About this Blog

This is about the combination of two interests, Radio Control vehicles and Science Fiction models. Its also about vehicle design. The models have to satisfy two main precepts.

1. The vehicles have to work, ie be driveable, but not nescessarily win any races or rock crawling competitions.

2. The main thing is that they have to look cool.

Monday, 27 October 2014

Space Truck 8X8 part 1

Fairly typically I have started a new project ( actually quite a few) without completing the old ones. I cant help myself, I do so much thinking about a model over a long period of time that once it is underway my mind starts to wander and think about the next one. A new idea can be sparked by some left over parts from some previous experimentation, or by something seen on various forums. It sometimes takes a while to amass the parts required and come up with concept thumbnails that lead to a design I like, and at other times I get obsessed and I just have to start now.
This one is the latter, the chassis at least came together relatively quickly.
As  the title states it is an 8X8, based mostly on traxass E-maxx parts. I got this idea from looking at this modellers site http://www.krohpit.ru/2012/10/8x8.html

My version is nowhere near as sophisticated and although much simpler mechanically, has not been as straightforward as it looks on first glance.

This is the thumbnail sketch I settled on for the body.

I then did some preliminary modeling to scale in Autodesk Maya to refine the design.

Then using the side view picture I knocked up a full size cad drawing in DraftSight.

I purchased a pile of E-maxx parts off Ebay, some new and some secondhand from a guy who also had some wheels and tyres he wanted to offload cheap. 4 of them were traxxas Summit wheels and tyres. I figured I may as well use these on this model and got 4 more new ones, again from E-bay.

While the wheels themselves are pretty solid ( fake beadlocks) and relatively cheap for their size from the E-bay parts dis-mantlers, the Canyon tyres are extremely thin walled, like a thick rubber glove. In consequence they do hug the terrain well but by all accounts are easily ripped on sharp stones. In this case they will probably do fine, time will tell.
Here is the chassis so far, it is big, bloody big... overall 900mm long. The body will add to this length eventually.

It is powered by a DeWalt brushed 14.4 volt motor via a EVX2 speed controller. The transmission is my usual choice, namely the Summit two speed for that low speed, high torque capability. We will see if this will be enough to move this beast, I have not as yet tested it. The two front sets of wheels are steered.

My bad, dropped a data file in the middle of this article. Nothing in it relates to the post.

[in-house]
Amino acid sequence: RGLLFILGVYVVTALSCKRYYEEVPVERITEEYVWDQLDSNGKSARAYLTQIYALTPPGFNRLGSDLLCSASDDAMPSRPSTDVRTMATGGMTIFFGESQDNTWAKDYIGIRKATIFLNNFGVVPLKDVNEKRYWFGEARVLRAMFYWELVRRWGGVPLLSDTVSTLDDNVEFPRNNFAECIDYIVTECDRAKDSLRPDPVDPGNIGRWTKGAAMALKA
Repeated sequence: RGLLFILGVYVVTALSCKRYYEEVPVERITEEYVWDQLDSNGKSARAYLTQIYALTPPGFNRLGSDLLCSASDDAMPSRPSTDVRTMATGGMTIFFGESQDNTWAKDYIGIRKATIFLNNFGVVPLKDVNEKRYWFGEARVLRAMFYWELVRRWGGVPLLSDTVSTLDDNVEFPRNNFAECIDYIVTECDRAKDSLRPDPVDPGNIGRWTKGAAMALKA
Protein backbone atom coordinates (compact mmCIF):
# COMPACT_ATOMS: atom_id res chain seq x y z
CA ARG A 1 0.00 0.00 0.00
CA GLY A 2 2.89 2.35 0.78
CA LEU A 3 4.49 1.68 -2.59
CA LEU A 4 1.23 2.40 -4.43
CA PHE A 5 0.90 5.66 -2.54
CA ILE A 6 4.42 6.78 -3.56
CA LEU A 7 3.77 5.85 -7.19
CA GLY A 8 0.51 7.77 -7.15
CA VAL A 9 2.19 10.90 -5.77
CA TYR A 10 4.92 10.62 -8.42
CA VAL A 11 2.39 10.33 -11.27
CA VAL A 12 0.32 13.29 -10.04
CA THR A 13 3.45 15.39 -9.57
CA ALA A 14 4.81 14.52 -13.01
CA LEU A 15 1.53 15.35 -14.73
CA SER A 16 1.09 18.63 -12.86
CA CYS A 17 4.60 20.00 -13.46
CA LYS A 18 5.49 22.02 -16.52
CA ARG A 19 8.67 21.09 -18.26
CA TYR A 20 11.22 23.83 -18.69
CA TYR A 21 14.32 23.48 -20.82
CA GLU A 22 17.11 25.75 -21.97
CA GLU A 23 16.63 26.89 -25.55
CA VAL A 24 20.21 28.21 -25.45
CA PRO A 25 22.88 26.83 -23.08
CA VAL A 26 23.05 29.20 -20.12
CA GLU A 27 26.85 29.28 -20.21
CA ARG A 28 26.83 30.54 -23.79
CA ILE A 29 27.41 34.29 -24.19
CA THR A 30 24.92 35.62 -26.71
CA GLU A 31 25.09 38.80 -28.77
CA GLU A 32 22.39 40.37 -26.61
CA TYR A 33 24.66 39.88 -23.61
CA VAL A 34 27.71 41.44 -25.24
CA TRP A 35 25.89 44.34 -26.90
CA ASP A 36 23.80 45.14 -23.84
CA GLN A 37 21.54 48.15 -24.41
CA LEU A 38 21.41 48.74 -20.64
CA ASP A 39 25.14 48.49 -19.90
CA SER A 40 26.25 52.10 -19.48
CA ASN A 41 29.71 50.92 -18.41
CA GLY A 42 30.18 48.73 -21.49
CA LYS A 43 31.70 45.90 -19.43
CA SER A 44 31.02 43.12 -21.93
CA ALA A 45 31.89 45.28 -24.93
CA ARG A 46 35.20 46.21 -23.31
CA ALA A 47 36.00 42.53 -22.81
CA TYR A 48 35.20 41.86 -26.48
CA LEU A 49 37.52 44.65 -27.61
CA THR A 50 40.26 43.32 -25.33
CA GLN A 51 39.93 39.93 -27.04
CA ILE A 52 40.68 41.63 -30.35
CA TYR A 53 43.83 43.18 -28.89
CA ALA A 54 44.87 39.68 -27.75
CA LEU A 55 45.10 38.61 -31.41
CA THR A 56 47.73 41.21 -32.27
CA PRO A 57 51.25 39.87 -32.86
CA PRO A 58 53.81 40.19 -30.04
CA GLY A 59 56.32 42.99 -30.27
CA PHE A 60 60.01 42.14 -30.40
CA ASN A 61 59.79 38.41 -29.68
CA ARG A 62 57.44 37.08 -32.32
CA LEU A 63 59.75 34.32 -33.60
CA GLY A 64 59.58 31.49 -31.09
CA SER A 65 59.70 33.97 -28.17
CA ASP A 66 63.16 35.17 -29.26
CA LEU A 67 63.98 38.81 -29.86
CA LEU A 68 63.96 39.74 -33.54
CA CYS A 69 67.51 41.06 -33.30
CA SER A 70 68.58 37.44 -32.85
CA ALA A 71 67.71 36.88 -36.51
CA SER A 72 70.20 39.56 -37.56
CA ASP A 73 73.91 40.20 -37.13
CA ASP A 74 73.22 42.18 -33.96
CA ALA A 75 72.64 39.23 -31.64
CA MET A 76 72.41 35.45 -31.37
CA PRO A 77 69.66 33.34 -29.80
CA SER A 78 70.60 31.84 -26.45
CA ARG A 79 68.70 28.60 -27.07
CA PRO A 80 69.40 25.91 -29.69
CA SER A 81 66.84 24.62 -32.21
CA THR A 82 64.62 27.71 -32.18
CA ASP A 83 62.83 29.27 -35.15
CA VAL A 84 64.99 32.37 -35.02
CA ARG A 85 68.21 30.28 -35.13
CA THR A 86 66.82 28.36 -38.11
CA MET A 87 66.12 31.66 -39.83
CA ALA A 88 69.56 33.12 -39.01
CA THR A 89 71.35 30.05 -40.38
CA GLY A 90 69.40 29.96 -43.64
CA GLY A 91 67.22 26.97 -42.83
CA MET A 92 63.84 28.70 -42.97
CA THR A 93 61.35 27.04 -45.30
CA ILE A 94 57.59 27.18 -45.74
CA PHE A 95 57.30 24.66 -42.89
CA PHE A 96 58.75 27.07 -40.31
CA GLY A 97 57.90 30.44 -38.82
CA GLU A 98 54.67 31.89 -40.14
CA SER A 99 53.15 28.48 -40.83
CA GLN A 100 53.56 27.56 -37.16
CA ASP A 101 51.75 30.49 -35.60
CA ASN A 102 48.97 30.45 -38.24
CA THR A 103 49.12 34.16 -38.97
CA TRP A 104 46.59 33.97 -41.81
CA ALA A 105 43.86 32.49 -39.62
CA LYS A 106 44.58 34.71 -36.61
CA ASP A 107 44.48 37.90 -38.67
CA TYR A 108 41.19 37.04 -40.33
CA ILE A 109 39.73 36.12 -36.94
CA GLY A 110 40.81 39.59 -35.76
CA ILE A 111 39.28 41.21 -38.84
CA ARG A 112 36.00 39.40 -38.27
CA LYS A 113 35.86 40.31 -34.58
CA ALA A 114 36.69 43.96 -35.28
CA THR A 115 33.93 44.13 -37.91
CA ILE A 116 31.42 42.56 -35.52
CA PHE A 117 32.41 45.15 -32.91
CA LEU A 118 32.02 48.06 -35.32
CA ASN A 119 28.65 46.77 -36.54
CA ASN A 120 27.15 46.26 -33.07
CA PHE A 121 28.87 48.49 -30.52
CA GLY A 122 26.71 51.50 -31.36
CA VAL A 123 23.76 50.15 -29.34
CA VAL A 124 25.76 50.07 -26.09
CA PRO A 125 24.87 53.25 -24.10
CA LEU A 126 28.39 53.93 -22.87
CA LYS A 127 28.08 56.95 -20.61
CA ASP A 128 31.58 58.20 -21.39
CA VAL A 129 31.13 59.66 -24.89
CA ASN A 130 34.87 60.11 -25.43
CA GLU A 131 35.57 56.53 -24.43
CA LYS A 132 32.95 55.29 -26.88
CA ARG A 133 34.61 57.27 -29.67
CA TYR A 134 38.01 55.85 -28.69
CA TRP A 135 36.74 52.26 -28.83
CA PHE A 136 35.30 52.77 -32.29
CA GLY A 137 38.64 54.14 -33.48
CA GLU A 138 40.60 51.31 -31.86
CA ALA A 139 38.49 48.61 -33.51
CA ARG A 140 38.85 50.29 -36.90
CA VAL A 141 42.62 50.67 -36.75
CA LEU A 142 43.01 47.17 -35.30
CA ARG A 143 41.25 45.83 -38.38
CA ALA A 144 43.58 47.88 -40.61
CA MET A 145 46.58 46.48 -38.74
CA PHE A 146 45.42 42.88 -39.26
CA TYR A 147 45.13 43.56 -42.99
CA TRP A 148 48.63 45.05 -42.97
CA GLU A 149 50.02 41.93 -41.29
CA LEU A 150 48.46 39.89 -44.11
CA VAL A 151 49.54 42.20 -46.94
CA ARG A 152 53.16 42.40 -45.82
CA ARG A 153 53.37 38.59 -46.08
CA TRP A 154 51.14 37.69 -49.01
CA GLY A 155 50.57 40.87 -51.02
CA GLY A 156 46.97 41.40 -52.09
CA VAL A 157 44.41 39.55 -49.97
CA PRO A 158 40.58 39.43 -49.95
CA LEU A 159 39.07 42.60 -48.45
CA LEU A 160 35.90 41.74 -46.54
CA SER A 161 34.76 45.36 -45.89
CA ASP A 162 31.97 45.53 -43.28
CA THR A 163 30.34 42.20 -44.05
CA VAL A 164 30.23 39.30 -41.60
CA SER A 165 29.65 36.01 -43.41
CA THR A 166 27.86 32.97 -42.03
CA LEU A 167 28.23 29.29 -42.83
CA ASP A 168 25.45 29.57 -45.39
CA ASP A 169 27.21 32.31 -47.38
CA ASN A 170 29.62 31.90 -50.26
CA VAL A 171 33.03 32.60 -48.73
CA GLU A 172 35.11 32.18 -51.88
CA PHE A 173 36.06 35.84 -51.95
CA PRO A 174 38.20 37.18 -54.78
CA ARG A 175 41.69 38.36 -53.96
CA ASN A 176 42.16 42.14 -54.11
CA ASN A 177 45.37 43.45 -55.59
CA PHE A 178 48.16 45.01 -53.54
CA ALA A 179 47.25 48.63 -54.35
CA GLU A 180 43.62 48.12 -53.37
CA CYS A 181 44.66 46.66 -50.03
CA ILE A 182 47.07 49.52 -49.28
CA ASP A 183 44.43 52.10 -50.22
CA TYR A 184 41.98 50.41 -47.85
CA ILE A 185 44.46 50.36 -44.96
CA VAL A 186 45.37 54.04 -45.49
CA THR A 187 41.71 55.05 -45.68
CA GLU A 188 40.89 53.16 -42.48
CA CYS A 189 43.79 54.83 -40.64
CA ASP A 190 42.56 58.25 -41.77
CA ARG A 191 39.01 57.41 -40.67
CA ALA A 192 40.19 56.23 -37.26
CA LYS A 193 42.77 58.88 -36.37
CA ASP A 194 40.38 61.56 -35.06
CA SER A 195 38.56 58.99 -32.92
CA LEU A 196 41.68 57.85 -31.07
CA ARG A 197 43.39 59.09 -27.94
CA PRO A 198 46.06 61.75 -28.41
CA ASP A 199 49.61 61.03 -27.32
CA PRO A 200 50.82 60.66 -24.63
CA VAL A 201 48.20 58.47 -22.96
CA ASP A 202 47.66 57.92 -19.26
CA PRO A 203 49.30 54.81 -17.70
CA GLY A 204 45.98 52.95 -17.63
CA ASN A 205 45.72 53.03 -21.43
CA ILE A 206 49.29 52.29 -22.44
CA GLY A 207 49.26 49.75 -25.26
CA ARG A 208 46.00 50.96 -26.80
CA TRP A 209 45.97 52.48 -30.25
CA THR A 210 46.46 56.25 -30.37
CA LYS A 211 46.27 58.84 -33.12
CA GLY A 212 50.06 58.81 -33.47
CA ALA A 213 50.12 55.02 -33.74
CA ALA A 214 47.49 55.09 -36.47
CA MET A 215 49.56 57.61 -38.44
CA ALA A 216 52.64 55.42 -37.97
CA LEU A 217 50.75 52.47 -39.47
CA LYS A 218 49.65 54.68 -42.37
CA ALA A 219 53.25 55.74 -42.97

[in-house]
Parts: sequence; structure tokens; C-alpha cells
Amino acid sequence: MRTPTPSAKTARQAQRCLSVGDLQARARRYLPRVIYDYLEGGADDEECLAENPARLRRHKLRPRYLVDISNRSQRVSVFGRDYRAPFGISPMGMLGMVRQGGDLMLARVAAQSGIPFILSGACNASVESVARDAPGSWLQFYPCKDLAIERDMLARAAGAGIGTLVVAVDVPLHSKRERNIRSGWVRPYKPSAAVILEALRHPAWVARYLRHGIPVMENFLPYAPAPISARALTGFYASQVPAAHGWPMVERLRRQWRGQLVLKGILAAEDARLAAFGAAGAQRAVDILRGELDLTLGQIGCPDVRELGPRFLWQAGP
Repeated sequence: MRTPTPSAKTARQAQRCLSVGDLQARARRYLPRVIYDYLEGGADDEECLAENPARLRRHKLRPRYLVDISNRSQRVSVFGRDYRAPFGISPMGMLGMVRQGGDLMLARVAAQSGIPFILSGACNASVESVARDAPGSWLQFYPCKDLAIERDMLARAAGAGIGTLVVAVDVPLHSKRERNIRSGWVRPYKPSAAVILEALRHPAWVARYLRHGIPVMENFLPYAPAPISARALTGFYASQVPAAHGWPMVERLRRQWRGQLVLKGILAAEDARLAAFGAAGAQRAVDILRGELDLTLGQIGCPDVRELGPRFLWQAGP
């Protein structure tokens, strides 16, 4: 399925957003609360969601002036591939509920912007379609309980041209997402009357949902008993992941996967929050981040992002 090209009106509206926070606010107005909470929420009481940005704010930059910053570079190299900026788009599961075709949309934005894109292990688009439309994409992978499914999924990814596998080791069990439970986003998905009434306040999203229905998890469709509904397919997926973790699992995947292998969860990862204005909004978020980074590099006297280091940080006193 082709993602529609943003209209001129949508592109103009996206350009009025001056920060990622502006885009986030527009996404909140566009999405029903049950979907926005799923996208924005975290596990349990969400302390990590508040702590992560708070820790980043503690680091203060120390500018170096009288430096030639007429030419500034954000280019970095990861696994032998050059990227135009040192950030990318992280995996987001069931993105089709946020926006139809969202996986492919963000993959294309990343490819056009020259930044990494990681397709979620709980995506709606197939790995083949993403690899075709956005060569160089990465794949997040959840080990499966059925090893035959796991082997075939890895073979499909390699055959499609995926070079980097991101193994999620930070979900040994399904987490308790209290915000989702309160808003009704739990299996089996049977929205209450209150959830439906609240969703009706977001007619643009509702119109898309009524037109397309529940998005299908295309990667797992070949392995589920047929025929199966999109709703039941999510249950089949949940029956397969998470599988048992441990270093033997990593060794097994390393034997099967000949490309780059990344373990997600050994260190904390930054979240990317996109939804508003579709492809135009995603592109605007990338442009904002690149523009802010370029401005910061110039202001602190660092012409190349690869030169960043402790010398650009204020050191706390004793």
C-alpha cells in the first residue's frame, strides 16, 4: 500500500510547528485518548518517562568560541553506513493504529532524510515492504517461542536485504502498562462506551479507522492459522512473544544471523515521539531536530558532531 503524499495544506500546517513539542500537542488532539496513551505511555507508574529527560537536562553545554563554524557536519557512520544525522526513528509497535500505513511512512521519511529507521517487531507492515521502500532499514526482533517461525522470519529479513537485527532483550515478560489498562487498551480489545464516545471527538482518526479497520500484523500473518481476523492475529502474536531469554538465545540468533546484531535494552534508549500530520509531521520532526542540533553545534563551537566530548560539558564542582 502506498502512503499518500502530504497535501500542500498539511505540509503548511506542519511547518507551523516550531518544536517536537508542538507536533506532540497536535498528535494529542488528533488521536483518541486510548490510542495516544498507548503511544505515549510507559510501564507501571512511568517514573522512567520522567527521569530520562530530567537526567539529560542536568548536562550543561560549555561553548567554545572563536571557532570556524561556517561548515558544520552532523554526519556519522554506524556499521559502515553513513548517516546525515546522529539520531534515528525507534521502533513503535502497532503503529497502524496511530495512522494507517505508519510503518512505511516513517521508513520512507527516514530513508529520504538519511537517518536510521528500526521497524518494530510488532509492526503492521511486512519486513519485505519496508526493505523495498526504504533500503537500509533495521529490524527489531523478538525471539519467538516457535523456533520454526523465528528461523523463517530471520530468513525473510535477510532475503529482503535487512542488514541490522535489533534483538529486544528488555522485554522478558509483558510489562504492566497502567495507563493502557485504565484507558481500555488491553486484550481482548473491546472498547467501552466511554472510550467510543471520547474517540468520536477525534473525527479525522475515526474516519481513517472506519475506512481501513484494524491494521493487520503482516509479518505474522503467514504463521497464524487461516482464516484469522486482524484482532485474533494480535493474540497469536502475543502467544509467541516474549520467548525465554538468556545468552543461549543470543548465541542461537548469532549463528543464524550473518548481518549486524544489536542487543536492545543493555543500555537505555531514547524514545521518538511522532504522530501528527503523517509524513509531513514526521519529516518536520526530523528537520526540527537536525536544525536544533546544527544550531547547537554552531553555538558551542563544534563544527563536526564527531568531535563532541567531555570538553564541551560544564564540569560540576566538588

The transmission speed selection servo is an old mini futaba that I have had for years sitting in a box. I purchased this servo from an aborted movie production in 1987. The movie Total recall was originally being made in Australia, in Sydney by Dino Delaurentis and going to be directed by Bruce Beresford. Then the '87 stock market crash happened and the movie got canned after about 6 months worth of visual effects miniatures had been built. I had some friends who were working on the models for the film, they had a big firesale and I purchased a couple of the incomplete vehicles. One was  a 6 wheeled rig made from Thunder Tiger Silver Fox parts and one was the Tamiya 1/16th RC Leopard tank ( which I stupidly sold many years ago), the servo came as part of these.

The aluminium top plate has had a small recess milled into it to clear the spring lever for the two speed shifter. I don't have a milling machine and only a tiny Emco Unimat3 lathe. For this task I use a Dremel bit that looks like a tiny 3 flute end mill in my small 5 speed drill press and very slowly push the plate around by hand nibbling away at the metal. It is not the most ideal set up but it's all I have. I would dearly love a small milling machine and a bigger lathe but at the moment they are just a bit too far out of reach for my meagre purchasing power. The Unimat 3 which I have had since 1990 is very useful for making links and spacers but cant really handle much larger tasks. I don't even have a 4 jaw chuck to hold square items but its better than trying to file parts mounted in a spinning drill and way better than nothing.